How you can become cash flow positive
First, assess your situation. Calculate your cash coming in and your cash going out by following these steps:
- Calculate the value of all your revenue each month. For instance, if you run a catering business and have four clients with an average monthly invoice of $5,000, your total revenue is $20,000. Unfortunately, one client hasn’t paid you yet. So you only have $15,000 on hand.
- Calculate the cost of goods and your operational costs. For example, your catering business may have $5,000 in expenses for food, beverages, and other goods. You may also have operational costs of $10,000, which could include vehicles, labor, rent, kitchen equipment, etc.
- Calculate other expenses, such as business loan payments and credit card interest. Be sure to include everything related to your business. Perhaps this comes out to $2,000 per month for your catering company.
- Calculate whether you’re cash flow positive or negative. Altogether, you have $17,000 going out, but $15,000 coming in. You’re cash flow negative, as you’ve spent $2,000 more than you’ve received at the end of the month.
Now, once you have a clear idea of where you stand, you can begin to take steps to get or stay cash flow positive. Obviously, working hard to increase revenue is a great way to start. Here are some other ideas:
Ensure clients pay on time
Over half (64 percent) of small businesses are regularly affected by late payments, so this is an issue for many. Set a policy where you ask for a portion of money upfront, send polite reminders when the full payment is due, and charge a late fee if payment is more than a month late.
Be polite and delicate when communicating your payment policy to a client. But stay firm. You deserve to get paid in a timely manner.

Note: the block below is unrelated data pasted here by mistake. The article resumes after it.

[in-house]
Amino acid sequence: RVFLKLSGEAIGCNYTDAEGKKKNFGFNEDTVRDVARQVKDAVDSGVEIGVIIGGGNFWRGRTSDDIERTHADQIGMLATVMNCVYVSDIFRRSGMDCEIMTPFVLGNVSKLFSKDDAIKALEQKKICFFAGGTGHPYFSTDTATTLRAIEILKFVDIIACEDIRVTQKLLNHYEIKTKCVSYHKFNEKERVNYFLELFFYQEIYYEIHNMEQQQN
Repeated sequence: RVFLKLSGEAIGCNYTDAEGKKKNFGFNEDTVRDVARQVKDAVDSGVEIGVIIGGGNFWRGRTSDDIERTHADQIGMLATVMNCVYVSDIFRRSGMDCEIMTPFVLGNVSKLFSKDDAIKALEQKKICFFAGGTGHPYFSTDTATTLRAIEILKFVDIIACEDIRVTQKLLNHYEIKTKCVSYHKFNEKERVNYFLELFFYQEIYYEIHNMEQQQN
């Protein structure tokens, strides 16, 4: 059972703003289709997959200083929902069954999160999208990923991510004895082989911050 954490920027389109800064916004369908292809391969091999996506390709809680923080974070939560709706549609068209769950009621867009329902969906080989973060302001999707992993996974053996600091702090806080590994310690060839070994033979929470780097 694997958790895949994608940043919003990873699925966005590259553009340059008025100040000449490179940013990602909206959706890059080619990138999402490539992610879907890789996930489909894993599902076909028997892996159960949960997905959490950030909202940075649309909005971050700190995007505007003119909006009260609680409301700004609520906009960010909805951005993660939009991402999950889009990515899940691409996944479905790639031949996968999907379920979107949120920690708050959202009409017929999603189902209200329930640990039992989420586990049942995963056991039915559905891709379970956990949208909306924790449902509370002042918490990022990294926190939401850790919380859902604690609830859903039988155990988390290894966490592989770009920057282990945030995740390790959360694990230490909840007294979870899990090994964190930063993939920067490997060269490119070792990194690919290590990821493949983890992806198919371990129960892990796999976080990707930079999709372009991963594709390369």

Build a cushion
During months when you’re cash flow positive, stash some away for a rainy day. This way, you have funds to help out when times are slow.
If you’re not sure how much you’ll need, enough to cover operating expenses through the next pay period is a good starting point. Accumulate more over time and you’ll be set up well for the long run.
Are there ways to reduce your expenses? Perhaps you’re spending too much on rent and could downsize, telecommute, or share a workspace. Maybe you don’t need so many full-time employees and can instead hire more contractors. Or it could be that you’re paying too much to a vendor and can reduce expenses by negotiating prices.
In short, look at all your expenses. Consider how you can spend less without affecting your business. Chances are you’ll find waste and be able to cut expenditures.
Don’t forget about taxes
Tax laws have been changing at the federal level, and they vary from state to state. It’s important to stay up to date and compliant.
Set aside cash each month to cover quarterly tax bills, being sure to hire a CPA if you’re unsure about how to calculate your tax liability. This money should be factored in when you looking at your cash flow.
Being cash flow positive and profitable
Now that you know the difference between being cash flow positive and profitable, and also why cash flow is so vital, start taking steps to achieve both things for your business.
In the long run, having solid cash flow and turning a profit is how you can grow comfortably and take your business as far as you’ve dreamed.